The beautiful thing about arepas is that you could fill them with about anything. I had been cooking a whole bunch of chicken thighs and legs in the crockpot, and a recipe was born. I looked at a few other chicken arepa recipes for inspiration, and got to work. Here’s what you need:

  • 2 chicken thighs and 2 chicken legs, cooked, shredded (bones and skin discarded)
  • 1/2 onion, chopped finely
  • 1 small zucchini, chopped finely
  • 1/4 tsp red pepper flakes
  • 1/2 tsp dried cilantro (or 1 – 2 tbsp fresh, leaves only, chopped)
  • 2 tbsp mayonnaise
  • 1 avocado, diced
  • 1/2 lime

Shred your meat and set aside. In a small frying pan, cook the onion on medium heat (use a small amount of oil or Pam to keep it from sticking), then add the zucchini. Add the red pepper flakes and cilantro (if using fresh, hold until the end).

Add onions and zucchini to the chicken. Add the diced avocado and mayonnaise. Mix until combined.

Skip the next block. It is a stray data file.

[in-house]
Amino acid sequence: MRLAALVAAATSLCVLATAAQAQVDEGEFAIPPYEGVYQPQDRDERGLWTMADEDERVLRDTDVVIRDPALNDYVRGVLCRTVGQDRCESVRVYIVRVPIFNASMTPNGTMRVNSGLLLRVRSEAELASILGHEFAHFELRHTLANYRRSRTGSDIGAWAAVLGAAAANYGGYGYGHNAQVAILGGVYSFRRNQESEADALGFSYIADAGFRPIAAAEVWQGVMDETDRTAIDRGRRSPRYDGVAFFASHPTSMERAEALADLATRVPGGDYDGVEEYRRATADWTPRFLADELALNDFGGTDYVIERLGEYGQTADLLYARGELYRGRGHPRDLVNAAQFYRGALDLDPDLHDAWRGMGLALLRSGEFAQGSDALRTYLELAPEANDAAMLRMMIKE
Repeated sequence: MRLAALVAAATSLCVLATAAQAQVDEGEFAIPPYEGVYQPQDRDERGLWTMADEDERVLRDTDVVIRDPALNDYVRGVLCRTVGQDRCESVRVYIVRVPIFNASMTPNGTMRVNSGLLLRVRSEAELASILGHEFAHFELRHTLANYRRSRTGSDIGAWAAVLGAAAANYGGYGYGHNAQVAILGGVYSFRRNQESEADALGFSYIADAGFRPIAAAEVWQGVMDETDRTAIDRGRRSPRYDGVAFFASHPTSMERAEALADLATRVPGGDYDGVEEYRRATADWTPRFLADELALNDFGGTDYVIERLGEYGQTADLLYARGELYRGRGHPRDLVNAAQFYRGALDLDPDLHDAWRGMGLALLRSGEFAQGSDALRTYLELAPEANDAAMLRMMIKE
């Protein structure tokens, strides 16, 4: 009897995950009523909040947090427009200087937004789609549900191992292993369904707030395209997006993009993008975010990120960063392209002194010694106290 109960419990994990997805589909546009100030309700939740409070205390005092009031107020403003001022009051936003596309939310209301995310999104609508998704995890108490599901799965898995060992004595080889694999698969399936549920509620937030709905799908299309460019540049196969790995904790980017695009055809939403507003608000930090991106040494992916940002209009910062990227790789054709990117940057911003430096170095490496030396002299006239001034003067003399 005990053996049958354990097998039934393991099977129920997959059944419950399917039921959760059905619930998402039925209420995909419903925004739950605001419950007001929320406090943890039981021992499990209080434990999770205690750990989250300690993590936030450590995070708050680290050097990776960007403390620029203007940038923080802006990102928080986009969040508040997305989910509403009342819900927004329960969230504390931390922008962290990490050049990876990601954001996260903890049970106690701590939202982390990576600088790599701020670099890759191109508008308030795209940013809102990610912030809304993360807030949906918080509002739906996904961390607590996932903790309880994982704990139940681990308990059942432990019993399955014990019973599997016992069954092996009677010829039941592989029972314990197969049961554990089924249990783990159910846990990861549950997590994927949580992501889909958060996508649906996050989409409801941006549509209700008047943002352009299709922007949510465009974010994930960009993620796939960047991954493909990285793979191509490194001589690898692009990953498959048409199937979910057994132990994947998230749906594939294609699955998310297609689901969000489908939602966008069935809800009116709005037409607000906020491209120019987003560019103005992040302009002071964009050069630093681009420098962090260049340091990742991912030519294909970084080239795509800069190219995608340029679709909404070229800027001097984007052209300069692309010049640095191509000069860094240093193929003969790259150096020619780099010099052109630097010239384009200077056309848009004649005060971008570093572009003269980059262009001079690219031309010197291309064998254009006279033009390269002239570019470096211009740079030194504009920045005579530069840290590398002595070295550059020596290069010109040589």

Squeeze the juice of half of a lime and mix to incorporate. Add fresh cilantro if using. Salt and pepper to your taste.

Cut the arepas in half (like a hamburger bun) and fill with chicken salad. Place top back on and enjoy!

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Kung Pao Brussels Sprouts

It snowed a lot. So much. It’s still snowing and we’ve already had more than 20 inches of snow. Everything is closed. Roads, grocery stores, the gym, my yoga studio… you name it. All of my protein is frozen and I didn’t feel like eating leftover beef stew again.

And then popped up a recipe from Bon Appetit for Kung Pao Brussels sprouts. I had, for once, a bag of Brussels sprouts in the fridge and a pot of already cooked rice in the fridge. It was perfect – except for one thing – the recipe was going to be WAY TOO HOT. So I modified it.

Here’s what you need –

  • 16 ounces of brussels sprouts, trimmed and cut in half
  • 2 tbsp sesame oil
  • 1 tbsp corn starch
  • 1 tsp Sriracha
  • 1/4 cup tamari
  • 2 tsp apple cider vinegar
  • 1 tbsp minced garlic
  • 1/2 tsp ground ginger
  • 1 tbsp sugar
  • crushed peanuts, optional

Preheat the oven to 425 F. Cut the brussels sprouts in half and spread on a cookie sheet. Drizzle with 1 tbsp of the sesame oil. Sprinkle salt. Pop in the oven for 10 – 15 minutes, until starting to brown and slightly softened.